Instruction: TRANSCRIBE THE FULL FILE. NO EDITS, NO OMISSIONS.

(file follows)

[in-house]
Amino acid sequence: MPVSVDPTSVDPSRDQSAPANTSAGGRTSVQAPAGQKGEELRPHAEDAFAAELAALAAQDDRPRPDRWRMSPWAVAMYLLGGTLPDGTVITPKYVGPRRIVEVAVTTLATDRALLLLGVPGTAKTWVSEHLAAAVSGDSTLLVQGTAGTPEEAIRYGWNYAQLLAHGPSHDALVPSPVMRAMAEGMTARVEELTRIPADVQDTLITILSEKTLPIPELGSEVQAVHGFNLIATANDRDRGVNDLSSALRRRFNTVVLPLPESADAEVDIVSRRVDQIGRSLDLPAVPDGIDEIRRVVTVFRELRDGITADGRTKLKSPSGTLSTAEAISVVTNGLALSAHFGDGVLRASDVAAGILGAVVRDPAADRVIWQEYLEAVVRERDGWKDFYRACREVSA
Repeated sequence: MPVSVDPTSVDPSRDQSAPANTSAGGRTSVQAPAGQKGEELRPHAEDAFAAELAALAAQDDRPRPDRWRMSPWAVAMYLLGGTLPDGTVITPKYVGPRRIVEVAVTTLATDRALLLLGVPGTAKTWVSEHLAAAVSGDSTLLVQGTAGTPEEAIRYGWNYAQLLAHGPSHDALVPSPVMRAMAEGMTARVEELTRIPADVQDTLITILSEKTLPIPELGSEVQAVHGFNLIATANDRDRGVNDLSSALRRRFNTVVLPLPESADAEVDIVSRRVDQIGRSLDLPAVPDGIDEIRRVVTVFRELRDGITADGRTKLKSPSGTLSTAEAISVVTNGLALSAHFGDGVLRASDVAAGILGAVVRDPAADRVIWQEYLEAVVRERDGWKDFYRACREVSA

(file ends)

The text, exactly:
[in-house]
Amino acid sequence: MPVSVDPTSVDPSRDQSAPANTSAGGRTSVQAPAGQKGEELRPHAEDAFAAELAALAAQDDRPRPDRWRMSPWAVAMYLLGGTLPDGTVITPKYVGPRRIVEVAVTTLATDRALLLLGVPGTAKTWVSEHLAAAVSGDSTLLVQGTAGTPEEAIRYGWNYAQLLAHGPSHDALVPSPVMRAMAEGMTARVEELTRIPADVQDTLITILSEKTLPIPELGSEVQAVHGFNLIATANDRDRGVNDLSSALRRRFNTVVLPLPESADAEVDIVSRRVDQIGRSLDLPAVPDGIDEIRRVVTVFRELRDGITADGRTKLKSPSGTLSTAEAISVVTNGLALSAHFGDGVLRASDVAAGILGAVVRDPAADRVIWQEYLEAVVRERDGWKDFYRACREVSA
Repeated sequence: MPVSVDPTSVDPSRDQSAPANTSAGGRTSVQAPAGQKGEELRPHAEDAFAAELAALAAQDDRPRPDRWRMSPWAVAMYLLGGTLPDGTVITPKYVGPRRIVEVAVTTLATDRALLLLGVPGTAKTWVSEHLAAAVSGDSTLLVQGTAGTPEEAIRYGWNYAQLLAHGPSHDALVPSPVMRAMAEGMTARVEELTRIPADVQDTLITILSEKTLPIPELGSEVQAVHGFNLIATANDRDRGVNDLSSALRRRFNTVVLPLPESADAEVDIVSRRVDQIGRSLDLPAVPDGIDEIRRVVTVFRELRDGITADGRTKLKSPSGTLSTAEAISVVTNGLALSAHFGDGVLRASDVAAGILGAVVRDPAADRVIWQEYLEAVVRERDGWKDFYRACREVSA